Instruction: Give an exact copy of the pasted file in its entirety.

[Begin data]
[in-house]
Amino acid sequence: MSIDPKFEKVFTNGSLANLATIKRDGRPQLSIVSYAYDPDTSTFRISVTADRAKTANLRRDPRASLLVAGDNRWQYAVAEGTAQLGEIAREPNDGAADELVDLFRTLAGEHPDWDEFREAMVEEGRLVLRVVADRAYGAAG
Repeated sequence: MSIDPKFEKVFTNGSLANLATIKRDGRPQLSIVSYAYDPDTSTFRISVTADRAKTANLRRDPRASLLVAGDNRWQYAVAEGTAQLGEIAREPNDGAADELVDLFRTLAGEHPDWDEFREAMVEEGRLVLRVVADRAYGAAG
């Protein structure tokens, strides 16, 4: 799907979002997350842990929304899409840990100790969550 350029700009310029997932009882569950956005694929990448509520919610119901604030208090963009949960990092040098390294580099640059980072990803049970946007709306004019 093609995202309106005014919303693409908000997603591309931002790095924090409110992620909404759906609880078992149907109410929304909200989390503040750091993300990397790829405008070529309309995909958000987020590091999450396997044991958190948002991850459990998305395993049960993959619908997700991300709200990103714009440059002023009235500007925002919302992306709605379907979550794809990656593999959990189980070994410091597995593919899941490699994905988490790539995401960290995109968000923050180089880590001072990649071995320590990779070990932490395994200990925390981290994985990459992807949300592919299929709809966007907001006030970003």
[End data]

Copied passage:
[in-house]
Amino acid sequence: MSIDPKFEKVFTNGSLANLATIKRDGRPQLSIVSYAYDPDTSTFRISVTADRAKTANLRRDPRASLLVAGDNRWQYAVAEGTAQLGEIAREPNDGAADELVDLFRTLAGEHPDWDEFREAMVEEGRLVLRVVADRAYGAAG
Repeated sequence: MSIDPKFEKVFTNGSLANLATIKRDGRPQLSIVSYAYDPDTSTFRISVTADRAKTANLRRDPRASLLVAGDNRWQYAVAEGTAQLGEIAREPNDGAADELVDLFRTLAGEHPDWDEFREAMVEEGRLVLRVVADRAYGAAG
């Protein structure tokens, strides 16, 4: 799907979002997350842990929304899409840990100790969550 350029700009310029997932009882569950956005694929990448509520919610119901604030208090963009949960990092040098390294580099640059980072990803049970946007709306004019 093609995202309106005014919303693409908000997603591309931002790095924090409110992620909404759906609880078992149907109410929304909200989390503040750091993300990397790829405008070529309309995909958000987020590091999450396997044991958190948002991850459990998305395993049960993959619908997700991300709200990103714009440059002023009235500007925002919302992306709605379907979550794809990656593999959990189980070994410091597995593919899941490699994905988490790539995401960290995109968000923050180089880590001072990649071995320590990779070990932490395994200990925390981290994985990459992807949300592919299929709809966007907001006030970003």